between midnight to 1AM, broke through the door, and was thus able to
obtain guns for my sister and I, as well as some grenades and other
ammunition. Since we also worked in the forest, cutting wood, we hid
the weapons in a manger. The original Jews who had escaped prepared
an escape for the rest of us. We learned that anyone who had a gun or
grenade, or, better yet, a rifle, would be happily received by the partisans.
When I escaped to the partisans in the forest, my sister stayed in the
Before I left, I said to
her, "I'll go to the partisans and see if its an appropriate place
for you, and if so, I'll come back secretly to the ghetto and take you
Pesach Binder, from Smorgon,
escaped and joined the partisans before me, leaving his wife in the
ghetto. When we decided that the partisan camp was sufficiently safe
and women could be incorporated into our life there, we decided to return
to the ghetto and bring the women. Just before we were ready to do so,
Binder became sick. In the partisan camp, a Russian doctor diagnosed
him with typhus. As no typhus medicine was available, the partisans
decided to execute the sick so that an epidemic would not take root.
There was another man from Volozhin who was also sick with typhus, and
both were executed by the partisans.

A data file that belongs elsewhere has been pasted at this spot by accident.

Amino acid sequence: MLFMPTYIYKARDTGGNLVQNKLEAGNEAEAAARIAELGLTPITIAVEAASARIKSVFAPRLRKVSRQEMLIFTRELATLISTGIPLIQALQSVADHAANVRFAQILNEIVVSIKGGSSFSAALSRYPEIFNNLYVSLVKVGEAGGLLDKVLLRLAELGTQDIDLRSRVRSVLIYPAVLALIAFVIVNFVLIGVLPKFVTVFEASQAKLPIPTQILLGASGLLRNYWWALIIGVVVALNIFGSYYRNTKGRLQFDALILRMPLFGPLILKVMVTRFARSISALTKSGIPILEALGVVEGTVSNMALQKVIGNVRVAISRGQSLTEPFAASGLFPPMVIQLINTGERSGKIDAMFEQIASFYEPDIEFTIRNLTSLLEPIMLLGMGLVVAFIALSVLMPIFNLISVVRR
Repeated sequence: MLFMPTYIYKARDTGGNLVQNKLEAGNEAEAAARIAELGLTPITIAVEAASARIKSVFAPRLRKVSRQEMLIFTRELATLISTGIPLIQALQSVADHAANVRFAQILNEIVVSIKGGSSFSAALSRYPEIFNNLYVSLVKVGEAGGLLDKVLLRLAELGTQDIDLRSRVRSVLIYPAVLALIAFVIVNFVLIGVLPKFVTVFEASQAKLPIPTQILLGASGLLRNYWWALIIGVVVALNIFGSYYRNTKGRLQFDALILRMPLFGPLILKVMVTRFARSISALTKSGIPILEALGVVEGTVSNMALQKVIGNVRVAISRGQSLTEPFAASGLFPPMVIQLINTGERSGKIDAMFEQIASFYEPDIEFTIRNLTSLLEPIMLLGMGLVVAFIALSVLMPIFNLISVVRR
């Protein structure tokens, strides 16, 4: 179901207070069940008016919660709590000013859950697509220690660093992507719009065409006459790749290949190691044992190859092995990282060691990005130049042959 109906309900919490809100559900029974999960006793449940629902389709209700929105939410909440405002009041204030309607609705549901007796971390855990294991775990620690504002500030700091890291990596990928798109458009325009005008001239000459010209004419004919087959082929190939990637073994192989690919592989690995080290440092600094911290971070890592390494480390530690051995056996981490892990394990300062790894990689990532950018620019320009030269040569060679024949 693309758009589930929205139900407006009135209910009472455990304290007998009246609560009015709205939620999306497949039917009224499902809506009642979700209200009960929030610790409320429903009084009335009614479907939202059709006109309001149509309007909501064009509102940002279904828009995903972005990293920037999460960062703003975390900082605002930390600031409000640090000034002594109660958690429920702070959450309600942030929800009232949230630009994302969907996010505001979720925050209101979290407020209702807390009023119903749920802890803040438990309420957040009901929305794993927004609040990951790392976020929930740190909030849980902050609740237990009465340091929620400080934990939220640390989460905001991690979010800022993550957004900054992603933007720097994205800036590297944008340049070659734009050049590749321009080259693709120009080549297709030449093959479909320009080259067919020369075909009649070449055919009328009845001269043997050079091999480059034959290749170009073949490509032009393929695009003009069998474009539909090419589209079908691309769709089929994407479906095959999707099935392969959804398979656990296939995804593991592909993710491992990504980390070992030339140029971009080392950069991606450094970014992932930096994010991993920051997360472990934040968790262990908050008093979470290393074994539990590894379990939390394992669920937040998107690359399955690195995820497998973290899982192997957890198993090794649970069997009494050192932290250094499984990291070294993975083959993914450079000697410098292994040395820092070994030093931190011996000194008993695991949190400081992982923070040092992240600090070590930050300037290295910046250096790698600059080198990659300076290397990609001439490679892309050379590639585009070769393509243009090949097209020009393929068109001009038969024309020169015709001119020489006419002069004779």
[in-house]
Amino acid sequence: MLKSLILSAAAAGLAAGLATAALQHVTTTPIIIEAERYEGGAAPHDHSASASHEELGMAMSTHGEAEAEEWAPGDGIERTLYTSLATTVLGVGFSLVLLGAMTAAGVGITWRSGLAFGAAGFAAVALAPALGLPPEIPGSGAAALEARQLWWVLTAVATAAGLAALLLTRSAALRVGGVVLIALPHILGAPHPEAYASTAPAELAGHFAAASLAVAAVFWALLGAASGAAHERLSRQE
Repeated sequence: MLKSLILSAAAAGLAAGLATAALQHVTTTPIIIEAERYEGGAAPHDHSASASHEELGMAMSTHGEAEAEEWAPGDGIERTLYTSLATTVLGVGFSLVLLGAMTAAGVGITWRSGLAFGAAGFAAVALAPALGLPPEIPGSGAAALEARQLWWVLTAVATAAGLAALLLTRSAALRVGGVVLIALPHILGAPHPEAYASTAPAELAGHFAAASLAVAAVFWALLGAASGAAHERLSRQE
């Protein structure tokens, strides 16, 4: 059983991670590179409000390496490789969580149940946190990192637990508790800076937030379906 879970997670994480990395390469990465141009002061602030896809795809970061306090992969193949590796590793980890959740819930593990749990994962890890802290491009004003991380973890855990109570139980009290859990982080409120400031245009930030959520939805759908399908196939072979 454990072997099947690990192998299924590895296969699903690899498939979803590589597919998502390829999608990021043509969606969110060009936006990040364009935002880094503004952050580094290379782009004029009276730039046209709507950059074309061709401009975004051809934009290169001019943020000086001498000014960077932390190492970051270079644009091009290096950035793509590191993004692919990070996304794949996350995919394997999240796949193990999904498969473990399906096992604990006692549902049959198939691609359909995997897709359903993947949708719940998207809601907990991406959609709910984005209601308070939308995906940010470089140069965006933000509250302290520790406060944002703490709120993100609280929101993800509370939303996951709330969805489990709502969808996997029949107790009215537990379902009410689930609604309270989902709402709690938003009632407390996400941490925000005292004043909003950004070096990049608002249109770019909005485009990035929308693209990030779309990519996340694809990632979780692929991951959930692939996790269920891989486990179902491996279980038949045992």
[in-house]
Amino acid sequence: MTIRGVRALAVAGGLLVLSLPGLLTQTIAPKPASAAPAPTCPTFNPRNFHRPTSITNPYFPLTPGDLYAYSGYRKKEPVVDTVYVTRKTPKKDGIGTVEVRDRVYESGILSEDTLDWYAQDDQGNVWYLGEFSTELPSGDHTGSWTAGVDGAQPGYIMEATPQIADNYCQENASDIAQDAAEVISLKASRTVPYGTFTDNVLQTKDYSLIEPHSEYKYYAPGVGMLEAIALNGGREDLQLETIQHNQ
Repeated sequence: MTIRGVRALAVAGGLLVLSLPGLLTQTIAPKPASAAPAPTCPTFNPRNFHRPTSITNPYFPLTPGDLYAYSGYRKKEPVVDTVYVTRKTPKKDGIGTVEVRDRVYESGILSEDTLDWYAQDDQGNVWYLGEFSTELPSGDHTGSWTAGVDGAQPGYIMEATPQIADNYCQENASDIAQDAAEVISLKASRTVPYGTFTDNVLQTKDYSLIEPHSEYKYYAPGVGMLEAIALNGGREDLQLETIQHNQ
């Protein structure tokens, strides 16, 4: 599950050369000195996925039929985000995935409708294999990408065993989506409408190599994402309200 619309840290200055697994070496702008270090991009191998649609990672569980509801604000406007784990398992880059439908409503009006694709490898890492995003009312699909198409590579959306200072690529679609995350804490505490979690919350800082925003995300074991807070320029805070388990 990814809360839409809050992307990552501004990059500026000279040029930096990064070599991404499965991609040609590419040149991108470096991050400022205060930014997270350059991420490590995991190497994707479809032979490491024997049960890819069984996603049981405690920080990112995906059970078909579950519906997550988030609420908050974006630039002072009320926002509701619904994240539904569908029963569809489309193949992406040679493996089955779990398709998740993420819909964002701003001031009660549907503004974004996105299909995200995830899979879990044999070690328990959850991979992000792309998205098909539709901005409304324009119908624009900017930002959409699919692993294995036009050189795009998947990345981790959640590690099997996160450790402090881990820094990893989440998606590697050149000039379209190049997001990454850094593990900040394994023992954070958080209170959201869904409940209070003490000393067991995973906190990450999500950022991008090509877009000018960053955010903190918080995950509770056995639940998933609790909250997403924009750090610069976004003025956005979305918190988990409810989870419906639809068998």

There was a group of eleven
Jews in the camp who came shortly before us. They were now isolated
in a separate location, for the partisans feared they would get typhus.
I was put with them, and although we lived separately, we received food
from the brigade. The Jewish members of the brigade were fearful that
all of us would be executed and were very downcast, fearing that they
could not save us. We were very lucky, for a Jewish doctor who came
to the camp and checked us found that we did not have typhus. We returned
to the brigade and arranged a new unit made up of all the people who
had recently arrived from the separate group.
Shortly after, we learned
that the Russian doctor who checked us was really a spy serving the
Germans and planned to kill us. The head of the brigade was a Soviet
man by the name of Ivanov. In this brigade there were hundreds of Jews,
but in spite of it, or perhaps because of it, the brigade was riddled
Two weeks later, before the
Jewish holiday Purim, we sent a carriage to bring my sister from the
ghetto, but were too late. Jewish Krasne had been annihilated, and all
its residents had been killed the previous day. Everyone had been killed
except for the wife and child of Binder, who were miraculously saved
from the execution and arrived at the camp. [editor's note: contrary
to this account, others who came from Horodok and Krasne hid and later
escaped to the forest. There were close to a dozen, amongst them were
members of the Gringaus family.]
In May of 1943, Germans narrowed in on our camp, and many of our comrades were killed in the ensuing scuffle. During that year, the Red Army parachuted some forces near our camp, and among them were Jews who had been in my paratrooper unit. The Red Army met and liberated us in the early summer months of 1944. On October second of 1944 I returned to Smorgon. The entire town had been burned to the ground by bombs and shelling. From Smorgon, I traveled to Lodz in Poland, and then to Italy. From there, I finally immigrated to the land of Israel.